The essence of any project is its categorization of the situation from which it emerges, its categorization of the goal to be reached, and its categorization of the means for bridging from the situation to that particular goal. Everything depends on how we see the problem, the solution, and the means linking the two. This is where judgment enters the picture to scan both episodic and conceptual memories in relation to sensory patterns defining the situation in an attempt to map an appropriate understanding onto the situation so that a specific project is suggested as a personal way to meet the demands imposed by the situation. In other words, human judgment interprets the current situation as guided by prior experience, which leads to how the project is structured as an answer to the question raised by the nature of the situation itself. This is the true miracle of the human mind—that it can do this through a series of successively approximate matches between memories and existential situations so that a sensible course of action emerges from the life history of the individuals involved.

If no such course of action readily suggests itself to judgment, cultural input can be sought to see what others would do under like circumstances, what conventional wisdom would recommend, how various experts would proceed. This is where education enters into a project to meet a need an individual can’t meet on his own. Perhaps further training is indicated—formal, informal, or on-the-job. Perhaps, in hopes the situation will go away, a course of therapy might be pursued as an alternative, particularly if the seeker places trust in figures of reputed authority.

Too, a change in perspective might be in order if the seeker feels she may have mischaracterized the situation, or is not looking at it on an appropriate level of discernment. “What would you do in my situation?” she might ask; “Am I overlooking something, or making a mountain of a molehill?”

And, to wrap this up, projects require a certain amount of arousal and personal investment to get and stay underway. Think of the arousal of spectators at football, basketball, or hockey games where the situation changes in the moment: the call is three balls and two strikes with bases loaded in the bottom of the ninth, or the score is tied with 10 seconds remaining on the clock. Fans hoot and howl, wave their arms, jump up and down because they see so much riding on the play: they are fully aroused, vigilant, and invested, as if life itself hung in the balance. If the seeker feels not a stab of excitement, fright, or anxiety, then perhaps the project doesn’t really answer her professed need to right the situation at issue. Without passion and arousal, nothing in the world would ever get done because nothing, apparently, needs fixing.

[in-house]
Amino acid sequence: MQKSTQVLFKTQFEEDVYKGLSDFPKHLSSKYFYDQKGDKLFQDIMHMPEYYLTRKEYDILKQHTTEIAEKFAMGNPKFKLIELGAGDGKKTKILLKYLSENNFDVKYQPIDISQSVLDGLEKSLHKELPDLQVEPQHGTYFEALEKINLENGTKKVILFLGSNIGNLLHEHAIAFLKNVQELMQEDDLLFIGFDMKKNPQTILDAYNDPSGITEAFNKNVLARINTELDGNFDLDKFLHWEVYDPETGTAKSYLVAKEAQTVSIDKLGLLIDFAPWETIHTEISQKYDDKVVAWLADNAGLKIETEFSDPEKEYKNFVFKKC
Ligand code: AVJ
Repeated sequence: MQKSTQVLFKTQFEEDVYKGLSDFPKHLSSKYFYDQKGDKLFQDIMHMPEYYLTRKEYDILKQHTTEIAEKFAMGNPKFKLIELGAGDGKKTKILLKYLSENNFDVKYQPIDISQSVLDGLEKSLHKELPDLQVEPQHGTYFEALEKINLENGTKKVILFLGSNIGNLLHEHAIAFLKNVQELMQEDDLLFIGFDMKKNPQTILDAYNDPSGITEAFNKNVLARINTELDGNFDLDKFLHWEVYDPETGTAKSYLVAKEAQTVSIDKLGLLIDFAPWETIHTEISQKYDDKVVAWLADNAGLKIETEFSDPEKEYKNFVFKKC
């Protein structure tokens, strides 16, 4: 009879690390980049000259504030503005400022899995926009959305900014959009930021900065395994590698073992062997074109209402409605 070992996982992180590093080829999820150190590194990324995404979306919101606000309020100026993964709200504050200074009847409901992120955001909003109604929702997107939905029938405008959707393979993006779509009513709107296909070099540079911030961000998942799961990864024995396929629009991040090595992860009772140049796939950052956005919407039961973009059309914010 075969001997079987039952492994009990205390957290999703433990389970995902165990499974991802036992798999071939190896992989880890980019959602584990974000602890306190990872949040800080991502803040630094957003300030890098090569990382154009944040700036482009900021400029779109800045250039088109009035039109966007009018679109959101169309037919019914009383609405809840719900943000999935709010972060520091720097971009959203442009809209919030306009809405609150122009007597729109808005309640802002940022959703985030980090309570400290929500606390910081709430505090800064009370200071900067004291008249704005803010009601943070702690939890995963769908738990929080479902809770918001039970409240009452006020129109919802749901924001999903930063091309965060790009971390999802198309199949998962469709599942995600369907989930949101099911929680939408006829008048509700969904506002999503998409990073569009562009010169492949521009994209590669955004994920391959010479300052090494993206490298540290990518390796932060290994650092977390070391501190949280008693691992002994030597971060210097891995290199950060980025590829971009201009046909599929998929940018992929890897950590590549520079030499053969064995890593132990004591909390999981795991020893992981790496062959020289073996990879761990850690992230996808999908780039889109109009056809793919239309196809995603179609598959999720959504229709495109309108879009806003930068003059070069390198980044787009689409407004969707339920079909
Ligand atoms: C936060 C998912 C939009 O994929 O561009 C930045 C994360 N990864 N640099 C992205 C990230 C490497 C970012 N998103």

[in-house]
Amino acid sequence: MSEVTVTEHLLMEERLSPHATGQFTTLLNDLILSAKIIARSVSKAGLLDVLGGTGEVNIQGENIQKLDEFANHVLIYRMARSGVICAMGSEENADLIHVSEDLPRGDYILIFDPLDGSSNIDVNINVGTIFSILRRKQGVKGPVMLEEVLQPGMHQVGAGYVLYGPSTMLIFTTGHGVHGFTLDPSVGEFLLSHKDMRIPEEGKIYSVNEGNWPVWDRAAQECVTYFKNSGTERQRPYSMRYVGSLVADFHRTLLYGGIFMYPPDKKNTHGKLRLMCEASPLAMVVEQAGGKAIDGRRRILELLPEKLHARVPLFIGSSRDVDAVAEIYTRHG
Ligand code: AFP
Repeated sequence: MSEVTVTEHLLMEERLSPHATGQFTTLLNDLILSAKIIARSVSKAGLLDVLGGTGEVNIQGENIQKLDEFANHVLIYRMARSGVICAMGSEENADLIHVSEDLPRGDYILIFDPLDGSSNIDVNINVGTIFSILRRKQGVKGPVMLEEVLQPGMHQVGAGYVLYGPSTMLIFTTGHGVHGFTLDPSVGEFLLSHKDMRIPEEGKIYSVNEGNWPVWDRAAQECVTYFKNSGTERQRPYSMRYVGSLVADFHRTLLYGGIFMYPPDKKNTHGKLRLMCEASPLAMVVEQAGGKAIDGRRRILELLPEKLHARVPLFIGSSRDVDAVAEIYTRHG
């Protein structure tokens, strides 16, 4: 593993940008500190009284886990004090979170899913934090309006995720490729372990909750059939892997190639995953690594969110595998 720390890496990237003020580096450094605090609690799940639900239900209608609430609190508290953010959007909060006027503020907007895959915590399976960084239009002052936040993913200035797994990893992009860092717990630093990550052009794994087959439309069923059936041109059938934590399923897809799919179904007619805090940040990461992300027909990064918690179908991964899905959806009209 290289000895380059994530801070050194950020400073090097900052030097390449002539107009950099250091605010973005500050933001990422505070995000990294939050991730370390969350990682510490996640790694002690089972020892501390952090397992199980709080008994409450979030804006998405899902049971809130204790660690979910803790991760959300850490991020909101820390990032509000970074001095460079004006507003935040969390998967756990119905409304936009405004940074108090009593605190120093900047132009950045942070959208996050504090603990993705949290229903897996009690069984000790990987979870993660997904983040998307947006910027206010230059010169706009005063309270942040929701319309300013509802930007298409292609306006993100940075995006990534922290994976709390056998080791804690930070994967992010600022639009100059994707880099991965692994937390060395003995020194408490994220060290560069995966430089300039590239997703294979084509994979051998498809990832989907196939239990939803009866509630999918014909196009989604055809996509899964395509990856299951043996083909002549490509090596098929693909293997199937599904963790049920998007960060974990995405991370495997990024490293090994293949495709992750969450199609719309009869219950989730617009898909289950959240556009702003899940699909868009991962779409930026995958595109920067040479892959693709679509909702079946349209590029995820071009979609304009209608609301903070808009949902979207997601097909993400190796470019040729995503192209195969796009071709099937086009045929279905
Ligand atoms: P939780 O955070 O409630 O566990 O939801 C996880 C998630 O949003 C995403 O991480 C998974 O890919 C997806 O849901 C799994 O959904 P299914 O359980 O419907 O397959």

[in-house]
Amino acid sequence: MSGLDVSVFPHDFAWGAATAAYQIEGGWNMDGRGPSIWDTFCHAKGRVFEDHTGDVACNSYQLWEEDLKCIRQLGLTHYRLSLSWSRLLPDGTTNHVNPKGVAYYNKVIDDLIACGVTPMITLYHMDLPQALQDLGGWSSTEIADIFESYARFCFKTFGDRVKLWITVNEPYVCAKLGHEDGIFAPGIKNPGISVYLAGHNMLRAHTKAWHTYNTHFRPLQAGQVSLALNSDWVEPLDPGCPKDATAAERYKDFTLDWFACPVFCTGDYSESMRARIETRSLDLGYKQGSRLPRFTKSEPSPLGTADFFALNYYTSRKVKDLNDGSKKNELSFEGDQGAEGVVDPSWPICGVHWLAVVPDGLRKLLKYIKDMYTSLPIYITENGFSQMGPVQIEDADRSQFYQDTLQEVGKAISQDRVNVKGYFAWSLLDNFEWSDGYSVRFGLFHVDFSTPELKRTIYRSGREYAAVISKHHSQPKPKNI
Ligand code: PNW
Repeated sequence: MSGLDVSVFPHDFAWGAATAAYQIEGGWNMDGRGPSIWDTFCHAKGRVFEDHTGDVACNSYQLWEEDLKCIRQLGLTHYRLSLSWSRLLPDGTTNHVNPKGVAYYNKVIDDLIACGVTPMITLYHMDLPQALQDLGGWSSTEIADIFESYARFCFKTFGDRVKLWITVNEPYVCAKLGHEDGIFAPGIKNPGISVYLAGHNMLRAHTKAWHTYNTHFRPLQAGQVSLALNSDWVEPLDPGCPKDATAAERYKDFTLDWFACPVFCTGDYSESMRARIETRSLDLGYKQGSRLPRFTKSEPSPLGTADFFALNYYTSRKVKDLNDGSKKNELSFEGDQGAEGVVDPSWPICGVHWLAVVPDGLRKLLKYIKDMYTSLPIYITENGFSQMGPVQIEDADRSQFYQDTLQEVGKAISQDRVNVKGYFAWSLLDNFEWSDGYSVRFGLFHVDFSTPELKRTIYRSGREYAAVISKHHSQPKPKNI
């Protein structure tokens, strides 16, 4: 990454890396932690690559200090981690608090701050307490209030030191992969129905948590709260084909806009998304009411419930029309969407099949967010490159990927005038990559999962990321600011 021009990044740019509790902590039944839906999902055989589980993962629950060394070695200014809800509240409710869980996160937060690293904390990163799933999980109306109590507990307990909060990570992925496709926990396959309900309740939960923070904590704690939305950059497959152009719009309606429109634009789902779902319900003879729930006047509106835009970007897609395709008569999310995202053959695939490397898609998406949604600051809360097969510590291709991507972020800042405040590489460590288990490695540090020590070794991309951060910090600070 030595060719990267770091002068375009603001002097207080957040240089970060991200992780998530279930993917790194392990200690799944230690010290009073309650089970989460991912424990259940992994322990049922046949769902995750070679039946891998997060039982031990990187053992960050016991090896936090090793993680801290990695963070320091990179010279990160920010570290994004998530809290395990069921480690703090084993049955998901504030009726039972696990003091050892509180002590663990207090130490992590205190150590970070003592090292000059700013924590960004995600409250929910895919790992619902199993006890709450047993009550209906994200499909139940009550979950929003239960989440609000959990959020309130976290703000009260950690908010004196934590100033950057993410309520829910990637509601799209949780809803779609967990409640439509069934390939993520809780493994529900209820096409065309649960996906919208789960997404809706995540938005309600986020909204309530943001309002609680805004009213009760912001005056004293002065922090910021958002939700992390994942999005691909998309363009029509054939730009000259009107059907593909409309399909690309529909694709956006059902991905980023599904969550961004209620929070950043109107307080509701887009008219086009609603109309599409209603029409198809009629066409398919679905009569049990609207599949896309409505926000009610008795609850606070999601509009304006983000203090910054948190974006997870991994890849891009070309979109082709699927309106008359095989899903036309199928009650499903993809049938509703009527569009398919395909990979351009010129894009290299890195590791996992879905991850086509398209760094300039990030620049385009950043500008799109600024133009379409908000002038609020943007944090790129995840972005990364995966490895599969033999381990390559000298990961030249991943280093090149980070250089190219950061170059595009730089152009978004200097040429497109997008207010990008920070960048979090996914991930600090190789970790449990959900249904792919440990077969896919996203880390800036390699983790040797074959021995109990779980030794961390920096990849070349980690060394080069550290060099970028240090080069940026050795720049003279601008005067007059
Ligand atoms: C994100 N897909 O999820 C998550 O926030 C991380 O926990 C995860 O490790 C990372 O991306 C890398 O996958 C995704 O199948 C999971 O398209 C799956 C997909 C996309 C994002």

I haven’t mentioned personal, biological values (such as sex, food, drink, shelter, rest, health, strength, knowhow, worthy challenge, order, safety, community, etc.) as essential to projects, but of course they are. Everything we do expresses a variety of biological needs. Even collecting stamps or building ships in bottles provide physical and mental challenges based on detailed engagement with the sensory world, if for no other reason than to stave off boredom in an underutilized mind.

As it is, dinners get cooked and put on the table, term papers get written, gardens planted, vacations taken, degrees granted, cars repaired, babies born, cavities filled, candidates elected (or not), and the future arrives as a new beginning for the world. Opening up opportunities for another round of situations going wrong, wheels requiring reinvention, and new projects getting started because no matter what the future brings, no one will be entirely satisfied with how things have developed, and consciousness can always be counted on to suggest new ways personal situations can be improved.